The video continues to suggest that this ledger that you create could be shared with others, and also inform the community about your decisions and actions. An example of this would be the algorithms warning you and others that people that weigh X, eat Y, and do Z will generally have {enter malady here}. I this connection a bit differently. I see this sharing of your ledger, or a digital indication of what the video calls details in an homage to Richard Dawkins’ 1976 book The Selfish Gene. This is a digital accounting of your traits, or “a constantly evolving representation of who we are.” This ledger, is a data profile that could be built up, used to modify behaviors, and transferred from one user to another.

I see this a bit differently. I see this as an opportunity to share an archive of your learning and thinking over time. When you meet someone for the first time, they’re encountering you “in the middle of the story.” Many times, they don’t know where you’re from, or experiences that you’ve had. Many people search for someone online before we meet them for the first time. This may result in a broken, disparate view of who they really are based on where you look, and what you have access to. Development and control of your own personal learning ledger allows you to dictate what elements you want to foreground. You can connect the dots and make it easier for people to see how things fit together.

This sharing of your learning ledger also helps you make granular the learning pathways you took to get to where you are. As other individuals consider how to get to a specific career, they want specific advice. This is a challenge as students are currently studying for careers that don’t exist as of yet. Your documentation of “how I got to here” and pulling together common threads across common pathways across common ledgers would be a value for all. This is possible (I think) via distributed ledger technologies.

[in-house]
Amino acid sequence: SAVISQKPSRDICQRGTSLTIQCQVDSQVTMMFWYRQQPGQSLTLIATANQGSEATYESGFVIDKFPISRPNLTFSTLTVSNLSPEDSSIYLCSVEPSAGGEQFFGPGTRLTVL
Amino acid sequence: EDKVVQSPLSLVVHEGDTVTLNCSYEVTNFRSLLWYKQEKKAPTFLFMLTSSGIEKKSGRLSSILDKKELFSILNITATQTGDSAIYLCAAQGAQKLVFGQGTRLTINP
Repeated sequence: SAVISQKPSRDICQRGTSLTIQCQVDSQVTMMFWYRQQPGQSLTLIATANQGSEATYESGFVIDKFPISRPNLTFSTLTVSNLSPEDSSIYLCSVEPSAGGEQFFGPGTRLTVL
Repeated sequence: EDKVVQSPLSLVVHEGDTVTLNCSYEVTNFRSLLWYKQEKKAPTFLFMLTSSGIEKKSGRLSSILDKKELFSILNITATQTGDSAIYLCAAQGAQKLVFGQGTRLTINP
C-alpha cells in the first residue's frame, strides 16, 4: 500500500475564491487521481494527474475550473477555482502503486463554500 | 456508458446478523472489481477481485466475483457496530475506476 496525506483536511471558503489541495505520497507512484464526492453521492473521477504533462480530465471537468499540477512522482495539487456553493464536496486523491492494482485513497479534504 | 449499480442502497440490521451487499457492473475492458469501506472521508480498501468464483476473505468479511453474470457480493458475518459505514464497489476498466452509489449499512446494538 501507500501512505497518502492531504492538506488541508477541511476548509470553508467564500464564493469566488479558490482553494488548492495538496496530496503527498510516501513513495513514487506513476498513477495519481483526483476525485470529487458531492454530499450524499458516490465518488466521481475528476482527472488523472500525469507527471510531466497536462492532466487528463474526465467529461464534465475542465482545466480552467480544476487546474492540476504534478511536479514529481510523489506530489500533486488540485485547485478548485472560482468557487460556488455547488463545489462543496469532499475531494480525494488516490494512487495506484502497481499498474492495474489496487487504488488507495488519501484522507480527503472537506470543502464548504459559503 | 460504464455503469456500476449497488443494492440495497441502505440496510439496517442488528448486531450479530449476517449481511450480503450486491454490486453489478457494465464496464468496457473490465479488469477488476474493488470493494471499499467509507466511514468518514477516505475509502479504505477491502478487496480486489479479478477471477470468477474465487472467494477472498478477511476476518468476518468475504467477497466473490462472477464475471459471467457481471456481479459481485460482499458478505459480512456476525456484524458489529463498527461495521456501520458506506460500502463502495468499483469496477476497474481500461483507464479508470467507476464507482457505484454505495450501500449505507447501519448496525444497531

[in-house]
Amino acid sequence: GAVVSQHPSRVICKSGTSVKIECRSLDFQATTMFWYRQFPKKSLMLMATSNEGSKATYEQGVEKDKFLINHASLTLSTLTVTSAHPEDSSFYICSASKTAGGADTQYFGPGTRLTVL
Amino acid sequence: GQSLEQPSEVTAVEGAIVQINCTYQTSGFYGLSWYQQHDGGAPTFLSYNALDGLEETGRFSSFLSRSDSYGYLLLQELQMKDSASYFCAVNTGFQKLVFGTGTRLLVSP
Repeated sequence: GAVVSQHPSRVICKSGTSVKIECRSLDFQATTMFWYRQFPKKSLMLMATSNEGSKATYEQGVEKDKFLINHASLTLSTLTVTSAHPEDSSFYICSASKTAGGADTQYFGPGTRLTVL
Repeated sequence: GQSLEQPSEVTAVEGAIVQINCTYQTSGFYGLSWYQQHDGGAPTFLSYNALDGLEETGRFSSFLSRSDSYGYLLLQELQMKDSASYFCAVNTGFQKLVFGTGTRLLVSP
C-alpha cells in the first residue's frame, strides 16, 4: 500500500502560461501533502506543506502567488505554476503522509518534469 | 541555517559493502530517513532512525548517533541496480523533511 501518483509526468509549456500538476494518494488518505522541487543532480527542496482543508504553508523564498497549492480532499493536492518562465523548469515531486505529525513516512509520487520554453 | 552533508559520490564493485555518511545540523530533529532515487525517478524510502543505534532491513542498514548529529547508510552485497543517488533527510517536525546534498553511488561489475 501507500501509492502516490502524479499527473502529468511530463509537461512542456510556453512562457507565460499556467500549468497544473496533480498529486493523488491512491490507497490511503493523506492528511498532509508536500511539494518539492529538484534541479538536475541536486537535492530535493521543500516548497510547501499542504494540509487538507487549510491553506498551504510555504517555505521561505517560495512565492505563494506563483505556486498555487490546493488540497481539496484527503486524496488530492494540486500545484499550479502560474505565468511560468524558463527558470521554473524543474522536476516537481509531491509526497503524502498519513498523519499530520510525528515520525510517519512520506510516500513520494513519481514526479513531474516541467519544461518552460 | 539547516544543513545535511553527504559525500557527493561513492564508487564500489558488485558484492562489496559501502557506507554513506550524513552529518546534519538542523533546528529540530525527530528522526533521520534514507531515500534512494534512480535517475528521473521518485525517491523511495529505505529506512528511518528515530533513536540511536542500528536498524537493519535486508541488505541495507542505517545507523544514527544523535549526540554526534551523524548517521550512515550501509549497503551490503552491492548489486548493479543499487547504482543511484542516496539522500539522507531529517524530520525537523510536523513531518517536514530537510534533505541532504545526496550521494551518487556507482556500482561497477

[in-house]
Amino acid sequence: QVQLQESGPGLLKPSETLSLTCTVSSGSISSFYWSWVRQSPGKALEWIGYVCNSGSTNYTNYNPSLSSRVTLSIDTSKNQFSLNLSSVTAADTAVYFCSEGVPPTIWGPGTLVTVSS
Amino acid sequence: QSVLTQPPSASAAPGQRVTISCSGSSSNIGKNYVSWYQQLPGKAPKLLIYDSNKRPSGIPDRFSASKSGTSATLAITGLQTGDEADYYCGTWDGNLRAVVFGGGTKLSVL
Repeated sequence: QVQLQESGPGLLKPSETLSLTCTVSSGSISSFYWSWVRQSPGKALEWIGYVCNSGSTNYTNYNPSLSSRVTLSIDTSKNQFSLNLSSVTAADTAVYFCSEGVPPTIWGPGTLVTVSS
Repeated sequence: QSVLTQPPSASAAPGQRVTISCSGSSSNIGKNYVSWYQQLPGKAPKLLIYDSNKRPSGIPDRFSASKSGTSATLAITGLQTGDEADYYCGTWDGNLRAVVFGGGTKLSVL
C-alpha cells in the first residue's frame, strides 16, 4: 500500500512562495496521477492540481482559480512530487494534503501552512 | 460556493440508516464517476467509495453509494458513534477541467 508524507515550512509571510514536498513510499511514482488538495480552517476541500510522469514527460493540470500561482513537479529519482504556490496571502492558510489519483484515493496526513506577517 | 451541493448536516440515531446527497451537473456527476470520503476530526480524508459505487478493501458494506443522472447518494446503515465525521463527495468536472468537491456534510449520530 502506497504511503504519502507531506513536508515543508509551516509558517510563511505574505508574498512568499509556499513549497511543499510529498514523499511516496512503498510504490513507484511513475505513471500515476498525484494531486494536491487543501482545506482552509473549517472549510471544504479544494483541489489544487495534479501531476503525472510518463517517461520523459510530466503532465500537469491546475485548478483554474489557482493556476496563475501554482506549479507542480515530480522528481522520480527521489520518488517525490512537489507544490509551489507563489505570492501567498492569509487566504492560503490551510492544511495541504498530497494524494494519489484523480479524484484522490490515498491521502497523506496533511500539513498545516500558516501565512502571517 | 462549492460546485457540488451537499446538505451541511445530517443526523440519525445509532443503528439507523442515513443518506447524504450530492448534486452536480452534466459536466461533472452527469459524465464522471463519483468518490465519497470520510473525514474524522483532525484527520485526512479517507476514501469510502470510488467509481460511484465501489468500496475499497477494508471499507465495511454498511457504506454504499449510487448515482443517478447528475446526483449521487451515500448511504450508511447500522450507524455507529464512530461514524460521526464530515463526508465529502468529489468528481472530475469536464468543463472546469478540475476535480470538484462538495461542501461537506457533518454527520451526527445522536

Possible better human futures

If you’ve made it to the end of this long read, I appreciate it. When I first saw the Selfish Ledger video, I was intrigued, inspired, and cautious. I was also taken by the heavy negative reaction from many online. I do understand (and agree with) the cause for concern about the contents of the video, the author of the video (Google et al.), and the current discourse around privacy/security/data. I just think that we need to treat this as a thought project, and be a bit more thoughtful about possible futures.

In the book Seveneves, Neal Stephenson coins a term for a culture known as Amistics. Amistics describes the study of the choices made by different cultures as to which technologies they would embrace or spurn. Perhaps there is a need to problematize our epistemologies and ontologies about tech and our processes. Perhaps we need to break our thinking about our use of tools and how we’re supposed to use them. Perhaps there is a need to think more about the could and should in our use of these texts, tools, and spaces.

I think there is a reasoned response to technopanic. Perhaps a sense of technoagency is necessary. Now more than ever, faster than ever, technology is driving change. The future is an unknown, and that scares us. However, we can overcome these fears and utilize these new technologies to better equip ourselves and steer us in a positive direction.


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14 Comments Better visions of ourselves: Human futures, user data, & The Selfish Ledger

  1. hannahgerber

    Fascinating concept (I admit I am one who is frightened by the thought-experiment of the Selfish Ledger). The idea of user control of the data to me is the epicenter of what we need to argue more for (but therein this comes with a host of different issues, in other ways).

  2. hannahgerber

    BTW, I have been meaning to respond to your email…has been an insane month with office moves, classes ending, and teaching minimester, but a response is coming this week:-)

  3. Pingback: Aaron Davis